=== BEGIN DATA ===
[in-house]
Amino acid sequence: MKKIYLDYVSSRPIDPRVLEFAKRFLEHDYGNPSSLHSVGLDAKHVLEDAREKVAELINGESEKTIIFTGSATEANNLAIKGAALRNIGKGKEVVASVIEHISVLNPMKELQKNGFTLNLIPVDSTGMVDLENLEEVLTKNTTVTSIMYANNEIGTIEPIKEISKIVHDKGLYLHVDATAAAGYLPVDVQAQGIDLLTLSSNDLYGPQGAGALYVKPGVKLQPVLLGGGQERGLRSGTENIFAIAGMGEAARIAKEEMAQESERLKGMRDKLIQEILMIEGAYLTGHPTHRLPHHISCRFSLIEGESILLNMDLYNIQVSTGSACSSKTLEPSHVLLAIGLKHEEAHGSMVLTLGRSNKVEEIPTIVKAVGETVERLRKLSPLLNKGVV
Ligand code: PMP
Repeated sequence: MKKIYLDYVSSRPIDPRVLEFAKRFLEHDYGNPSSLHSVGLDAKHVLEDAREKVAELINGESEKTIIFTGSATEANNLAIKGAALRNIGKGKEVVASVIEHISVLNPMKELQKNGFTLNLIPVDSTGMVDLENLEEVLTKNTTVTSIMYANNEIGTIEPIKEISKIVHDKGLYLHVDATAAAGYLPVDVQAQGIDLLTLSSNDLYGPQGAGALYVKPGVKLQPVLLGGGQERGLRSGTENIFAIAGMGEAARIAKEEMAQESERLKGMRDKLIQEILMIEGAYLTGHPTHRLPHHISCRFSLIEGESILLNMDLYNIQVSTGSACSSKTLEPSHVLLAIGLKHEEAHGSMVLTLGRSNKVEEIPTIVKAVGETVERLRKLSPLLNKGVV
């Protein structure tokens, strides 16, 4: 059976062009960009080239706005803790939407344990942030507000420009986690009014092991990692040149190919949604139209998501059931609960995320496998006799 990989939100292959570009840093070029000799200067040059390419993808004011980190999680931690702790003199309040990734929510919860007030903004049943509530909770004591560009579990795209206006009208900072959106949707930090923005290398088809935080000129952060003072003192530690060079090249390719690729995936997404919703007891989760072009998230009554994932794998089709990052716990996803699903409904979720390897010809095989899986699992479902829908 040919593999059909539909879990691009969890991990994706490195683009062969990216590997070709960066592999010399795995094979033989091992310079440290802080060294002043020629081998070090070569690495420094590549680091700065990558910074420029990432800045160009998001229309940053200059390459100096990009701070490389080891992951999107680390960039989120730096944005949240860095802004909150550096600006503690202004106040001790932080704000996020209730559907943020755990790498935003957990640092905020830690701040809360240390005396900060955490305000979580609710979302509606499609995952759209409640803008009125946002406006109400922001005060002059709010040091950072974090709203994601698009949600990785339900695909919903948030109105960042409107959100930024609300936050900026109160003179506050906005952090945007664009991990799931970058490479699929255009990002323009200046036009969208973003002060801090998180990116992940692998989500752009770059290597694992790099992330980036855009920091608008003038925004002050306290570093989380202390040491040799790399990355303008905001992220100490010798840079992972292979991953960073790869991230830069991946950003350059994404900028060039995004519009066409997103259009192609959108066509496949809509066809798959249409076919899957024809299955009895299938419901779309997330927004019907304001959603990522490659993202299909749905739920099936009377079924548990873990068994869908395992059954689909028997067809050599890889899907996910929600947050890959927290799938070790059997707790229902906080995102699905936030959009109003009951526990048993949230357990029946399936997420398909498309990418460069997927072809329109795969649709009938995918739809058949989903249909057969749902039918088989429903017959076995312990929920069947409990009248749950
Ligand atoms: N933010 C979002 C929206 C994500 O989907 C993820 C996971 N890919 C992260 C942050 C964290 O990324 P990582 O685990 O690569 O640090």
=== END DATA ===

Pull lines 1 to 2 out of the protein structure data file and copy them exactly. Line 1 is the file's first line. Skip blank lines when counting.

[in-house]
Amino acid sequence: MKKIYLDYVSSRPIDPRVLEFAKRFLEHDYGNPSSLHSVGLDAKHVLEDAREKVAELINGESEKTIIFTGSATEANNLAIKGAALRNIGKGKEVVASVIEHISVLNPMKELQKNGFTLNLIPVDSTGMVDLENLEEVLTKNTTVTSIMYANNEIGTIEPIKEISKIVHDKGLYLHVDATAAAGYLPVDVQAQGIDLLTLSSNDLYGPQGAGALYVKPGVKLQPVLLGGGQERGLRSGTENIFAIAGMGEAARIAKEEMAQESERLKGMRDKLIQEILMIEGAYLTGHPTHRLPHHISCRFSLIEGESILLNMDLYNIQVSTGSACSSKTLEPSHVLLAIGLKHEEAHGSMVLTLGRSNKVEEIPTIVKAVGETVERLRKLSPLLNKGVV